2020 has notoriously earned itself a rollercoaster banner for all the uncertainties it came with, a pandemic that shredded our normal routine, followed by heavy protests in some parts of the world.
Dotting the effects of the pandemic, the film industry was not immune to its crippling damages that scraped on-set productions and forced movie and live event theatres to shut down. Amidst all the trying times, streaming giant Netflix, continued its harvest of African titles. Boasting of binge-worthy cinematic marvels from filmmakers, who already have dedicated trophy rooms, Netflix was the ultimate guide to good films and interesting shows sourced from Africa. Both old and new pictures made it an easy task to scroll over Hollywood productions when time came for a Netflix and chill moment.
Find below a comprehensive round-up of our best African films and shows that made it to Netflix this year.
Kunle Afolayan always thrills theatre audience with brilliant storylines and captivating cast performance. In his first Netflix original title, the AMAA-winning director brings an emotional account of a young Nigerian student Moremi (Femi Otedola), who goes through an intriguing battle with her professor Lucien N’ Dyare (Jimmy Jean Louis) on the account of sexual assault. Otedola’s delightful performance makes you want to see her win in the end. It’s rated 5.9/10 on IMDb.
Funke Akindele Bello sanitises Nollywood’s comedy-oriented films with her directorial debut movie ‘Your Excellency’. The film, which amassed a total of N186.3 million at the box office discharges a global preference, thanks to its natural depiction of Nigeria’s political landscape. As a legit industry player that has worked with some of the very best to ever do it, Funke’s touch was spot on.
Bodunrin ‘BB’ Sasore judiciously apportions some screen time to discuss the lives of four young and urban career women in Lagos as they face pressures from society and culture, their peers and family members on the condition to be married before they turn 30. Charmingly played by Nollywood fresh figures Damilola Adegbite (Temilola Coker), Beverly Naya (Nkem), Meg Otanwa (Aisha) and Anee Icha (Ama), ‘Before 30’ is a well-executed piece that experiments with the naked truth of how a woman’s fulfilment is judged based on her marital status.
How to Ruin Christmas: The Wedding
If your holiday is in need of some thrills, spills and good laughs, then look no further. ‘How to Ruin Christmas: The Wedding’, which arrived on the streaming service two days ago is just the right remedy. It sails through the character of Tumi, the family rebel who returns home just in time for her perfect sister’s wedding. However, it doesn’t take long for Tumi to ruin the occasion and she must quickly make things right before her family’s opinion of her is lowered even further.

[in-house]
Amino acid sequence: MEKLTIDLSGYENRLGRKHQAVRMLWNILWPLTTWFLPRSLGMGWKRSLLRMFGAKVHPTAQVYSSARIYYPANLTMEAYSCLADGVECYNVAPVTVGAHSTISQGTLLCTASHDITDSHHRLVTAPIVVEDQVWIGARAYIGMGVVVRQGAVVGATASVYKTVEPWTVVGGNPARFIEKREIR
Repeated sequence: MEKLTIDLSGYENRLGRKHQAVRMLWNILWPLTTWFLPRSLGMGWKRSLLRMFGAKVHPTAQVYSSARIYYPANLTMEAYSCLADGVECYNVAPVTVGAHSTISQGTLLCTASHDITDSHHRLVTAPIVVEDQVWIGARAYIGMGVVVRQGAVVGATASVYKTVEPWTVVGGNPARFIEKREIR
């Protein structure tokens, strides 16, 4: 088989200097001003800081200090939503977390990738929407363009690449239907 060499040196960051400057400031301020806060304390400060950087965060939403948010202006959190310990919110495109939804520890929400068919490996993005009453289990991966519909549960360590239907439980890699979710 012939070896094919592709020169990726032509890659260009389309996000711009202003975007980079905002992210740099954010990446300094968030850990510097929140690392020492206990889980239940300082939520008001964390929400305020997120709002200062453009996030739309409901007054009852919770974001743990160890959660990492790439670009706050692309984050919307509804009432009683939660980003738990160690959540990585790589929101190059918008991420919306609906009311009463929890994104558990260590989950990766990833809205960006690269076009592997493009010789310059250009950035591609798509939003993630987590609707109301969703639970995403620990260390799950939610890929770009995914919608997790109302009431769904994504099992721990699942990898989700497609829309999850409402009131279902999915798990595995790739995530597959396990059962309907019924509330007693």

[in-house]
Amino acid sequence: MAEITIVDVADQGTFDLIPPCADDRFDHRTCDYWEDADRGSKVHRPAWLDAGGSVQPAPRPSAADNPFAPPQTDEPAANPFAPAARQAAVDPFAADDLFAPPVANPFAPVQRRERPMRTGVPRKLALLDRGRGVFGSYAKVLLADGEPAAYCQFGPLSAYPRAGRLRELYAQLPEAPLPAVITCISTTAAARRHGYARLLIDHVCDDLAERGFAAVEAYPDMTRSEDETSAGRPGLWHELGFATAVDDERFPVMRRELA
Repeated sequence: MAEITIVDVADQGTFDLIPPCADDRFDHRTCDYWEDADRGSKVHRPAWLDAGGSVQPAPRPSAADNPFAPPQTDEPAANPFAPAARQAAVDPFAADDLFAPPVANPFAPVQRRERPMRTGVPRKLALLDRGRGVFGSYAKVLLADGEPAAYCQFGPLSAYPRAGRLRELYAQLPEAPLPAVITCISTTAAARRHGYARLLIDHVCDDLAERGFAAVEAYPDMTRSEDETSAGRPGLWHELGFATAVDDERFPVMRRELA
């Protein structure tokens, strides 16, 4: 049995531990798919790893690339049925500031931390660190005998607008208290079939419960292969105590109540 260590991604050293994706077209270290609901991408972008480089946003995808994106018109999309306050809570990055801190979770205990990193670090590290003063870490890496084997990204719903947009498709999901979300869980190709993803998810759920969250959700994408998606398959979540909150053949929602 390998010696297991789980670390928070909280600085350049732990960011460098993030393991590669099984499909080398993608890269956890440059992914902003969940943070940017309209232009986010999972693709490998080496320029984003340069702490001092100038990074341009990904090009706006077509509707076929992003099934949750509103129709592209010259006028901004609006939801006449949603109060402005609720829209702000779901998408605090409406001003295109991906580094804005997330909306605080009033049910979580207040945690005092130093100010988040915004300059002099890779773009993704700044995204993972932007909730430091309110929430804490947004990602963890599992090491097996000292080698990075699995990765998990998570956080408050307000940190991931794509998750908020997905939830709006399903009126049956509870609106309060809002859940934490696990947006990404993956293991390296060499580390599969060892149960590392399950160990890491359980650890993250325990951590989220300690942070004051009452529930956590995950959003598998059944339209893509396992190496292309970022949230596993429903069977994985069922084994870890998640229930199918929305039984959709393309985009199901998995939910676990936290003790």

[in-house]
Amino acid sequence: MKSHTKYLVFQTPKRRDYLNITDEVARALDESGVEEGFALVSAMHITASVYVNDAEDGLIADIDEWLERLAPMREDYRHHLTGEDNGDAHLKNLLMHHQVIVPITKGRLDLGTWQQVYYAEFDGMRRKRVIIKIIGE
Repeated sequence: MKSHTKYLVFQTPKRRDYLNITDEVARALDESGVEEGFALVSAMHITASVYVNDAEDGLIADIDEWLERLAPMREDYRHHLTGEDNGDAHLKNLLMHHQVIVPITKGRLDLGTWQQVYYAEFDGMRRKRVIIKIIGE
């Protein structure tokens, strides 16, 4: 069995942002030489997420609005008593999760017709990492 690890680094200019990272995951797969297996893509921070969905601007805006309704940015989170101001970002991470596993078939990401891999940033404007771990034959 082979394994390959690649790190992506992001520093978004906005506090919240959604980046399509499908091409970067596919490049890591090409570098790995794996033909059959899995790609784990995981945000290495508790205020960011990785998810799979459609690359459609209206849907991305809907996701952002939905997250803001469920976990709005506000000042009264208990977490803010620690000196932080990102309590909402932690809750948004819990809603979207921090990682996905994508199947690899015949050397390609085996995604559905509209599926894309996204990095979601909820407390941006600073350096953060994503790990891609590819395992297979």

Like Cotton Twins
In an attempt to save the life of a young student whose path gets interrupted by barbaric cultural norms, Jay Ellis plays the role of an American teacher, who battles tradition to invoke sanity in the life of his treasured student. ‘Like Cotton Twins’ highlights the damaging sides of the trokosi system, which has been a major influence in the culture of some tribes in Ghana, Togo and Benin.
The Perfect Picture: Ten Years Later
One of the biggest highlights in Gollywood late last year was the premier of the ‘The Perfect Picture: 10 Years Later’. The sequel, which reunited our favourite screen characters Dede (Lydia Forson), Akasi (Naa Ashorkor Mensah-Doku) and Aseye (Jackie Appiah) with seasoned film director Shirley Frimpong-Manso was nothing short of a power play. The three girls get introduced to new life complications from marriage, relationship and financial loss. It’s rated 6.3/10 on IMDb.
Blood & Water
There are enough reasons to love ‘Blood & Water’. Aside from its fascinating plot twist, the young actors that topline all six episodes of the series give television a new lookbook to be obsessed about. From costume to location, ‘Blood & Water’ is the show that redefines African television.
Living in Bondage: Breaking Free
After a record-breaking victory at the box office last year, ‘Living in Bondage: Breaking Free’ arrived on Netflix in May with a stellar review from global audience. Nollywood veterans Bob Manuel Udokwu, Kanayo O Kanayo, Kenneth Okonkwo and Ramsey Nouah blend perfectly well with newcomer Swanky JKA in this well-curated piece, now stored in the archives of iconic Nollywood films.
Kings of Jo’Burg
Once the trailer for this show dropped and it had in it the legendary Connie Ferguson, we definitely knew our subscription needed to stay on for an extra month. Centred around the life of The Masire Brothers, Kings of Jo’Burg is the crime thriller that keeps you on the edge of your seat.
A desperate farmer runs into trouble after stealing a stash of blood ivory from a gang of international terrorists. ‘Poacher’, a short film produced in 2018 doubles as the first Kenyan title to stream on Netflix. It stars Brian Ogola, Lenny Juna and film writer Davina Leonard amongst others. It is rated 6.9/10 on IMDb.